Medical and Industrial Cannabis Production in Costa Rica

Roy Thompson Chacón
SOURCE: JDSUPRA. June 18, 2019. Written by: Dentons. Roy Thompson Chacón. Retrieved from:

In recent years, the discussion around cannabis has evolved with its legalization in multiple jurisdictions. Latin and Central America have emerged as possible key players in the legal cannabis production and distribution market. We believe the time is right to start thinking about how to maximize the opportunities in the region.

In Costa Rica, the topic of medicinal cannabis has been discussed in different spheres of the government. This discussion has centered on several topics, such as the increase in the use of cannabis as a drug, production for pharmaceutical purposes, market authorizations, and finally the industrialization of the cannabis medicinal process.

Two months ago, Congresswoman Zoila Volio submitted a bill called «Cannabis and Hemp Production Law for Medicinal and Industrial Purposes,» which sets forth an industrialization structure for the plant and, in particular, an export authorization for finished products, including THC and CBD extract.

Historically, Costa Rica has been considered an agricultural country. But, aside from land used for coffee and banana production, there are fields that do not have competitive crops commercialized in international markets. Furthermore, Costa Rica has seen significant development in its cooperative structure and labor associations, which were born under the expansion of coffee and sugarcane, which could be beneficial to the Cannabis industrialization process.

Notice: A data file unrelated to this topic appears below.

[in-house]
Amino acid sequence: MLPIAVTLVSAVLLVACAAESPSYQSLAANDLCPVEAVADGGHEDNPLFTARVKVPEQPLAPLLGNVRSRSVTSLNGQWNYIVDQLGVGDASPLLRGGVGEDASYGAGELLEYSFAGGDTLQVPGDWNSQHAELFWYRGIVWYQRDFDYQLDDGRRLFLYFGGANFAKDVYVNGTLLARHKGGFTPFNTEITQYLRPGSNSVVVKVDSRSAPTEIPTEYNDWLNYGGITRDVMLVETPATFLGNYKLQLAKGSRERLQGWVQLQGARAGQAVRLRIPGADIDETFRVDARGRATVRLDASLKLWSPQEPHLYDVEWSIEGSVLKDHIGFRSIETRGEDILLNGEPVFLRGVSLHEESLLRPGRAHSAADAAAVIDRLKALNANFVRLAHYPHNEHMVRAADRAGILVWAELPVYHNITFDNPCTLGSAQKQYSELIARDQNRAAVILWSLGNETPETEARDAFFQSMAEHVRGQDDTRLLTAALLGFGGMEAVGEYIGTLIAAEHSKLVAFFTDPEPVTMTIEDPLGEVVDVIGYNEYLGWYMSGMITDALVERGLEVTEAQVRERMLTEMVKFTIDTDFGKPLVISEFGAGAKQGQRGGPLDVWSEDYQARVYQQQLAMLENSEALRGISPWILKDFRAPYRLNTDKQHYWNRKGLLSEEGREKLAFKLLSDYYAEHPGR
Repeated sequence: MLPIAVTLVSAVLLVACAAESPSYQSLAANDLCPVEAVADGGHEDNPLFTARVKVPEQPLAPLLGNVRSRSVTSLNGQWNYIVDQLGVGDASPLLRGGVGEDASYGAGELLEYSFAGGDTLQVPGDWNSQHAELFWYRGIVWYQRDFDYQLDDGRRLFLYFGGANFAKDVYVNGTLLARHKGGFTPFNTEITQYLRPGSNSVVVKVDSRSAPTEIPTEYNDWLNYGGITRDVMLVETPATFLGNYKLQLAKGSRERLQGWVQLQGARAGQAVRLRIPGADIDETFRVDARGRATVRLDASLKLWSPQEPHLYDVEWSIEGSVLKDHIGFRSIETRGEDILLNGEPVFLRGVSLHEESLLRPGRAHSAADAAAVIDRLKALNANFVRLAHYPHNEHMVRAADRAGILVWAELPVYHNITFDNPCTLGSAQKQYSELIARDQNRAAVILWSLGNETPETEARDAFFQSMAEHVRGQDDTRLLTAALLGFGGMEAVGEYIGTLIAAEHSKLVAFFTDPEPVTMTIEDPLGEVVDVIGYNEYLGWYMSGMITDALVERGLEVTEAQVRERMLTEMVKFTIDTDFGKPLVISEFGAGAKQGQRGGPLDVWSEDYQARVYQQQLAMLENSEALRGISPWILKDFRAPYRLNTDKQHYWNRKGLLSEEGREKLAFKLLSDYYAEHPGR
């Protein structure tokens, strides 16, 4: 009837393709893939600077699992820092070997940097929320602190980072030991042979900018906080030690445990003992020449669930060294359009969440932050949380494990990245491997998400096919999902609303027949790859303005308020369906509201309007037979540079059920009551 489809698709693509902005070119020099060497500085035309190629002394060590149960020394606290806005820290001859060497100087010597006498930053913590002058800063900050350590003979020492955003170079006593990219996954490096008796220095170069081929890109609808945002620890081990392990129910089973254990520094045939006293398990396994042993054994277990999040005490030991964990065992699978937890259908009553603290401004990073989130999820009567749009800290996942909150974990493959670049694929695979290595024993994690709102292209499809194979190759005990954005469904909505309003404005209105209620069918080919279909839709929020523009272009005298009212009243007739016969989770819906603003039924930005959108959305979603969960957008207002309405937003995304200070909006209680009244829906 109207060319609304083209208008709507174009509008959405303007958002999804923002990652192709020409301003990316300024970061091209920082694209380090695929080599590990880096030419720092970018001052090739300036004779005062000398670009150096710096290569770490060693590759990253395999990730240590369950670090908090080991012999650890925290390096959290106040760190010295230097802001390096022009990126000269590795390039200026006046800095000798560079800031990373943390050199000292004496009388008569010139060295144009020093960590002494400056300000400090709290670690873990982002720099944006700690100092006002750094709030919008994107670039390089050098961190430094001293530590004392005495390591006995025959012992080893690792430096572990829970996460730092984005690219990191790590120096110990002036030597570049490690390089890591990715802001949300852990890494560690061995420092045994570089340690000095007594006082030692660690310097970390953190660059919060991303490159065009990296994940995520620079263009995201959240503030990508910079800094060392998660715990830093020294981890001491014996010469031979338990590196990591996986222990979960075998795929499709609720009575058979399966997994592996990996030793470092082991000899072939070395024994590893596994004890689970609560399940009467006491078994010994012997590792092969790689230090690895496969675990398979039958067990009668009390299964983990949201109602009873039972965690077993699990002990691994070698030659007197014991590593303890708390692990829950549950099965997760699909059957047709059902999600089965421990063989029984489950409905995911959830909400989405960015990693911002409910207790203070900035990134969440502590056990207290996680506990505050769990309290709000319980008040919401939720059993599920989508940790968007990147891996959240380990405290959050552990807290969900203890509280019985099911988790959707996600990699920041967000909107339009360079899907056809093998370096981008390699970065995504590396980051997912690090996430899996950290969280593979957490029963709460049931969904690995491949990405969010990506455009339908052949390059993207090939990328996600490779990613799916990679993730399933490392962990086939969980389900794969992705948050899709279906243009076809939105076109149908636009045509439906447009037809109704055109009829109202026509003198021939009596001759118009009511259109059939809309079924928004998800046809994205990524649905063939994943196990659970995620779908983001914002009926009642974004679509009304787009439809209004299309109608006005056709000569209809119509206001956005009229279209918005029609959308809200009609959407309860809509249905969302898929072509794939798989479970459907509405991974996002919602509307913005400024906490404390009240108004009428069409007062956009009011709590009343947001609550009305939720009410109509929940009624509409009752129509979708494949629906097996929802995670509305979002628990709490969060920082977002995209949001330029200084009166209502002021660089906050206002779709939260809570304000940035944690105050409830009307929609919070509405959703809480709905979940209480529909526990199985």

The proposed regulation establishes two competent agencies that would issue the license relevant to the industrialization structure: The Ministry of Public Health for medical production and the Ministry of Agriculture for industrial and food production. These licenses would have six-year terms without limit on the number of licenses issued.

As for the exportation component, the fact that Costa Rica has signed numerous Free Trade Agreements with important partners such as the European Union, Central America, the United States, Mexico, Chile, Canada, China and the Caribbean, will facilitate the country becoming an export partner to these regions.

Finally, the development of this industry will require many goods and services related to the crop, such as fertilizers, waste management, laboratories, landfills, transportation, cooling systems, energy related infrastructure, and more, which are all lateral opportunities that will emerge.

The legalization and relaxation of laws surrounding Cannabis around the world has allowed several Latin American countries to enter the market. The proposed bill makes Costa Rica the perfect gateway for the nascent industry in Central America.

Roy Thompson Chacón
SOURCE: JDSUPRA. June 18, 2019. Written by: Dentons. Roy Thompson Chacón. Retrieved from:

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